Nanoparticle synthesis and assembly
Perfecting particles individually and collectively
Multifunctional nanoparticles are synthesized via aerosol and solution-based methods, with tuning of e.g., semiconducting, magnetic and catalytic properties. Self-assembly into 1D, 2D, 3D and superlattice structures are explored for utilizing collective phenomena.
Aerosol-based methods, such as spark ablation, enables generation of nanoparticles with high-purity and controllable size, morphology, crystal structure and chemical composition on a large scale, at low costs, and in a safe and environmentally friendly way. Spark ablation furthermore has superior capabilities concerning mixing different materials into single nanoparticles. We mainly focus on the design of magnetic and catalytic nanoparticle-based materials to understand how nanoparticle properties can be tuned to improve the magnetic and catalytic performance of such materials.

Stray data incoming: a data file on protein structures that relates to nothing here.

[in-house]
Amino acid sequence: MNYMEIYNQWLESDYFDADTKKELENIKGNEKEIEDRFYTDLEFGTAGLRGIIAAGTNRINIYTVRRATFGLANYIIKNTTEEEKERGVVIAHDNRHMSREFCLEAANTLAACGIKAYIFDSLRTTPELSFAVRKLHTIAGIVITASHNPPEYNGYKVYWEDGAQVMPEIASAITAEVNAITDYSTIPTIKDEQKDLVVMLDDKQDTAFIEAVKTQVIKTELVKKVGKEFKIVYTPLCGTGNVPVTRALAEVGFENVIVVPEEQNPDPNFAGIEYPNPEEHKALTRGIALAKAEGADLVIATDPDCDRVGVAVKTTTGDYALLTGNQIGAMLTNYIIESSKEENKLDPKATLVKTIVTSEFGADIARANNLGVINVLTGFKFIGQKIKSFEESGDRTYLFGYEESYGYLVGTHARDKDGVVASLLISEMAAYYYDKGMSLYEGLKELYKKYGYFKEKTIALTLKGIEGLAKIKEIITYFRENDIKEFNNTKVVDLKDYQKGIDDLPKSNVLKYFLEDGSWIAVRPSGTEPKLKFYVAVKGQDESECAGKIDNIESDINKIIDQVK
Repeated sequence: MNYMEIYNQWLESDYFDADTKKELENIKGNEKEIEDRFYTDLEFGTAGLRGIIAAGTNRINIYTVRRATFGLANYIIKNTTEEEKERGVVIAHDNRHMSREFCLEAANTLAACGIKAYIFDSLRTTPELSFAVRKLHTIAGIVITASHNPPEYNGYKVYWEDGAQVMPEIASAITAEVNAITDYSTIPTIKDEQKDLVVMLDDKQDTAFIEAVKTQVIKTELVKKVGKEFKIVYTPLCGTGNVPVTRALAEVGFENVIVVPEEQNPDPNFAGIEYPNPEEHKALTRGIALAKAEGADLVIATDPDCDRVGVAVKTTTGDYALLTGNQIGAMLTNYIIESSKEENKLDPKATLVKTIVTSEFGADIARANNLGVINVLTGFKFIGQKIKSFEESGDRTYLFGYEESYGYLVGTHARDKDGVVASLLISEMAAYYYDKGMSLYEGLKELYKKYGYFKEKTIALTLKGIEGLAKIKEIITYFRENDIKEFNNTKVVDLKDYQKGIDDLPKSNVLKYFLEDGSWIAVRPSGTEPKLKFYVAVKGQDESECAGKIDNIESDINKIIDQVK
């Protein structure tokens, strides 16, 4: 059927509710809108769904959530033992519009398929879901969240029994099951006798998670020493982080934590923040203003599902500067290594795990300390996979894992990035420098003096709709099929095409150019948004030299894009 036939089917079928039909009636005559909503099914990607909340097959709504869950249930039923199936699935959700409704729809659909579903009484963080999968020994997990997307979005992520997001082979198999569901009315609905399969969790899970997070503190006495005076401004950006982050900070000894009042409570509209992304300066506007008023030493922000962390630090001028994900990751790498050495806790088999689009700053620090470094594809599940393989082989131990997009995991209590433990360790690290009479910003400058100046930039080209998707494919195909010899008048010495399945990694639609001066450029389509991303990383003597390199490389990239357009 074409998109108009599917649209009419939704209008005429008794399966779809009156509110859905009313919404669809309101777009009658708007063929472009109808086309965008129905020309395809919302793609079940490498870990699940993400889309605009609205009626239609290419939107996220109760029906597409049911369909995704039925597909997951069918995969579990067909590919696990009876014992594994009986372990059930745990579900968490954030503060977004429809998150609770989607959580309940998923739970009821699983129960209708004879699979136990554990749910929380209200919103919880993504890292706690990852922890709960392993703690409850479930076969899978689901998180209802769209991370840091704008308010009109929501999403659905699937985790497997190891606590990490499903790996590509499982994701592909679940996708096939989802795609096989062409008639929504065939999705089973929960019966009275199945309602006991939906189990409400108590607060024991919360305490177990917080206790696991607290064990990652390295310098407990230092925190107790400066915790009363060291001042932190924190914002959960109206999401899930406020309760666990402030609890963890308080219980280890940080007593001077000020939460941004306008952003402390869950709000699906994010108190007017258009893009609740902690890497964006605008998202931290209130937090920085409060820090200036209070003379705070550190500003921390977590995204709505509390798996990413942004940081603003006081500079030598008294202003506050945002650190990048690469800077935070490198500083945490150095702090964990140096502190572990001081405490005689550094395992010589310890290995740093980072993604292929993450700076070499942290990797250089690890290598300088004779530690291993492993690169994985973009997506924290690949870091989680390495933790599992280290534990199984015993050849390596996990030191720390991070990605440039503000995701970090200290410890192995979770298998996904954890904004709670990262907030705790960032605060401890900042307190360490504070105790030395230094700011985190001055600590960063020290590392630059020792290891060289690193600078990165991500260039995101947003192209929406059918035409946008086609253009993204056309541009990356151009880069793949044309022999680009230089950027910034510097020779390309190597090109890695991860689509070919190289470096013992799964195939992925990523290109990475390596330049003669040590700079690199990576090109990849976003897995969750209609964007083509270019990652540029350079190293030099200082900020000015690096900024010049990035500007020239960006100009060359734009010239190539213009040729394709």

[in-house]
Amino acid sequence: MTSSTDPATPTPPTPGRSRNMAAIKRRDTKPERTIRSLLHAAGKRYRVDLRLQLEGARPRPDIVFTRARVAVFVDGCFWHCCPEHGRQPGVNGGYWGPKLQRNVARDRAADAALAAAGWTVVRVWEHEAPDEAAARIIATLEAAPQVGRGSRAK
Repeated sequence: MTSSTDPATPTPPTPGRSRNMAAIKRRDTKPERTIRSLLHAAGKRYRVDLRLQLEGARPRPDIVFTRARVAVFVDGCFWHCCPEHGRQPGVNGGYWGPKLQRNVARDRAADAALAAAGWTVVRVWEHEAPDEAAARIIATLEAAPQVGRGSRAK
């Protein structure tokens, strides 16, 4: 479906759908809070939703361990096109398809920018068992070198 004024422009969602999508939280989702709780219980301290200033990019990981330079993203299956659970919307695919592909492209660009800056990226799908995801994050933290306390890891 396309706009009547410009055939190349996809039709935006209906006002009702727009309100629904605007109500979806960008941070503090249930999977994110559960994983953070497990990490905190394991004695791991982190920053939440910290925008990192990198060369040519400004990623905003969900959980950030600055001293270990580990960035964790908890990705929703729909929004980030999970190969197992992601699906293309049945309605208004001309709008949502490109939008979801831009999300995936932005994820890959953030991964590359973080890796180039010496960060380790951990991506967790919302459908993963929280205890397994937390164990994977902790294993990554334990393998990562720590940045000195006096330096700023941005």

We work on perfecting the synthesis of metal halide nanocrystals in perovskite and closely related structures. One focus is to produce wide-bandgap, lead-free, layered double perovskite nanocrystals for photocatalytic applications such as photoelectrochemical water splitting. Another focus is to produce self-assembled superstructures and use them as model systems in photophysics studies of collective light emission phenomena such as superfluorescence.
Recording of growth of gold-seeded indium arsenide nanowires in the Lund ETEM. At the beginning of the sequence we drop the temperature from 600ºC to 420ºC, so that growth initiates, and at the end of the sequence, we raise the temperature to 600ºC again, so that the nanowires start etching away again.